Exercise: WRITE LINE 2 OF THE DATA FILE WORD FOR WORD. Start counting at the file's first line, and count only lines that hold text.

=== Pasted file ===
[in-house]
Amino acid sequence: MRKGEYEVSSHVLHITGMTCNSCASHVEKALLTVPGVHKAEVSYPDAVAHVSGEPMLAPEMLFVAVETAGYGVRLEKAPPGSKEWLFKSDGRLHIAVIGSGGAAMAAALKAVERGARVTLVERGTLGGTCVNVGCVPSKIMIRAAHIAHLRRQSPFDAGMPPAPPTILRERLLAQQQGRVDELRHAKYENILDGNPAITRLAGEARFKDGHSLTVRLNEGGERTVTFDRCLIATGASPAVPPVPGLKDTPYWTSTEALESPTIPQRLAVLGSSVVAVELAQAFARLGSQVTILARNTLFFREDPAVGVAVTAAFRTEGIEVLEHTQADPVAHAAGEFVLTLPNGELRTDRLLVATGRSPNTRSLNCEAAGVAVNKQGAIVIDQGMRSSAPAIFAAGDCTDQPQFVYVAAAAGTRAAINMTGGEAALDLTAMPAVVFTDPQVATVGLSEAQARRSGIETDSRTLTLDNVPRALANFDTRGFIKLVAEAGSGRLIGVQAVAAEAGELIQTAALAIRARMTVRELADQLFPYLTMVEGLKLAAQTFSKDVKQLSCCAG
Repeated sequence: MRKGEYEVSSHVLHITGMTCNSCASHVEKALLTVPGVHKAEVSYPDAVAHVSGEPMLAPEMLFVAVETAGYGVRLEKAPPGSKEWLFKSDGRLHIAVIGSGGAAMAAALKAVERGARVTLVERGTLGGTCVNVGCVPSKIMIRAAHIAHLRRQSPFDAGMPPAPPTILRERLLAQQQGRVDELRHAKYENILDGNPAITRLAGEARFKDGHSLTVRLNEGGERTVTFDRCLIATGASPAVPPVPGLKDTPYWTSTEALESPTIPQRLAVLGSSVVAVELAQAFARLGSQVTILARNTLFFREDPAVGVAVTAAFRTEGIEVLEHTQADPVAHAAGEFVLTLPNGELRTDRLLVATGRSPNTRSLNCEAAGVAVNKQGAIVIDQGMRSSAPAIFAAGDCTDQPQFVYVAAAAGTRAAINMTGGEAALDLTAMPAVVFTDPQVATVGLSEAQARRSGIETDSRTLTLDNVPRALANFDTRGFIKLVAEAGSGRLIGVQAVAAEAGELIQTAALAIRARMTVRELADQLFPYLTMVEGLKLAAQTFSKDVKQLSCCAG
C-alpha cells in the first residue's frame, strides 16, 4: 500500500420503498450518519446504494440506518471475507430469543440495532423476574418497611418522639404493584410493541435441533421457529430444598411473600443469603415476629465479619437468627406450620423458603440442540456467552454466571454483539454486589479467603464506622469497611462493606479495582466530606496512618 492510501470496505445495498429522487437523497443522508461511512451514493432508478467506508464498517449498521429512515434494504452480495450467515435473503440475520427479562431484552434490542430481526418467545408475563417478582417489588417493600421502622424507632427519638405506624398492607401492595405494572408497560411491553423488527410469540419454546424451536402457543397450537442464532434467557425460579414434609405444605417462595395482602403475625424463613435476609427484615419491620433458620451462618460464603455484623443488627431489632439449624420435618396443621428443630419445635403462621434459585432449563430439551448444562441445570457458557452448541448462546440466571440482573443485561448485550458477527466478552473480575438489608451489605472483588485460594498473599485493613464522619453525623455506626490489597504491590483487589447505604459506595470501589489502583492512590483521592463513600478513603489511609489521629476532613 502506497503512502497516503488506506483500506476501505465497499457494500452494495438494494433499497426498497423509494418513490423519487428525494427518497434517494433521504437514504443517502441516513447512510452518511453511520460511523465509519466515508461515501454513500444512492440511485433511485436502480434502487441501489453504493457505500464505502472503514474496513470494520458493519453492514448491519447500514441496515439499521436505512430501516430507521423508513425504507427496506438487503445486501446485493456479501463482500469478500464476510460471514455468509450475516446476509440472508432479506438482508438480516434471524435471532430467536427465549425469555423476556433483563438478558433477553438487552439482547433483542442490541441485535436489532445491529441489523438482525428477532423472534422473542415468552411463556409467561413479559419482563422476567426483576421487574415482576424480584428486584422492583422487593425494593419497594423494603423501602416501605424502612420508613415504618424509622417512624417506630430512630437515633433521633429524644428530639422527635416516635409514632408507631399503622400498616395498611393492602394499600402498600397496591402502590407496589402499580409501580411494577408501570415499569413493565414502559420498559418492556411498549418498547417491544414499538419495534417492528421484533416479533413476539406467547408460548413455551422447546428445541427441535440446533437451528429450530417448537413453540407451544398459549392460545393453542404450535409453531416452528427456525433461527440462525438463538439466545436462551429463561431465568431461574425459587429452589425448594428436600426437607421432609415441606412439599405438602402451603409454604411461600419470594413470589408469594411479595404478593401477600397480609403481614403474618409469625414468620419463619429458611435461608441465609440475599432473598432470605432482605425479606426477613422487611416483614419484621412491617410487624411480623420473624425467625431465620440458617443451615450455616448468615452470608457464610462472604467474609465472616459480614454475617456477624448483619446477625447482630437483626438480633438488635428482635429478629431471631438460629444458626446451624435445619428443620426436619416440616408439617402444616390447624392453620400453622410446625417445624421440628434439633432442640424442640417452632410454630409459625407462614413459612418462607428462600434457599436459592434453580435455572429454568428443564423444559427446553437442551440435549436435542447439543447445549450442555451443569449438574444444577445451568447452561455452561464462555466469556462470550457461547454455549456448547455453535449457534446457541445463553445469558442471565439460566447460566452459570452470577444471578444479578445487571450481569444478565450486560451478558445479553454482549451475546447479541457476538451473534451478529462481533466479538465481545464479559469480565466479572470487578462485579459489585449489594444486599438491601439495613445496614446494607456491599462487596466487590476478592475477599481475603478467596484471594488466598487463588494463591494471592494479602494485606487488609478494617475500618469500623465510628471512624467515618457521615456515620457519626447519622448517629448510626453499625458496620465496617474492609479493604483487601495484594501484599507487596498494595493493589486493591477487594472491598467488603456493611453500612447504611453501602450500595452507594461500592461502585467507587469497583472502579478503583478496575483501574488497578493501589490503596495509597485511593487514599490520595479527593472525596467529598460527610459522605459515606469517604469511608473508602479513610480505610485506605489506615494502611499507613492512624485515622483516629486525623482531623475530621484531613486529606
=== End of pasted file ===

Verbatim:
Amino acid sequence: MRKGEYEVSSHVLHITGMTCNSCASHVEKALLTVPGVHKAEVSYPDAVAHVSGEPMLAPEMLFVAVETAGYGVRLEKAPPGSKEWLFKSDGRLHIAVIGSGGAAMAAALKAVERGARVTLVERGTLGGTCVNVGCVPSKIMIRAAHIAHLRRQSPFDAGMPPAPPTILRERLLAQQQGRVDELRHAKYENILDGNPAITRLAGEARFKDGHSLTVRLNEGGERTVTFDRCLIATGASPAVPPVPGLKDTPYWTSTEALESPTIPQRLAVLGSSVVAVELAQAFARLGSQVTILARNTLFFREDPAVGVAVTAAFRTEGIEVLEHTQADPVAHAAGEFVLTLPNGELRTDRLLVATGRSPNTRSLNCEAAGVAVNKQGAIVIDQGMRSSAPAIFAAGDCTDQPQFVYVAAAAGTRAAINMTGGEAALDLTAMPAVVFTDPQVATVGLSEAQARRSGIETDSRTLTLDNVPRALANFDTRGFIKLVAEAGSGRLIGVQAVAAEAGELIQTAALAIRARMTVRELADQLFPYLTMVEGLKLAAQTFSKDVKQLSCCAG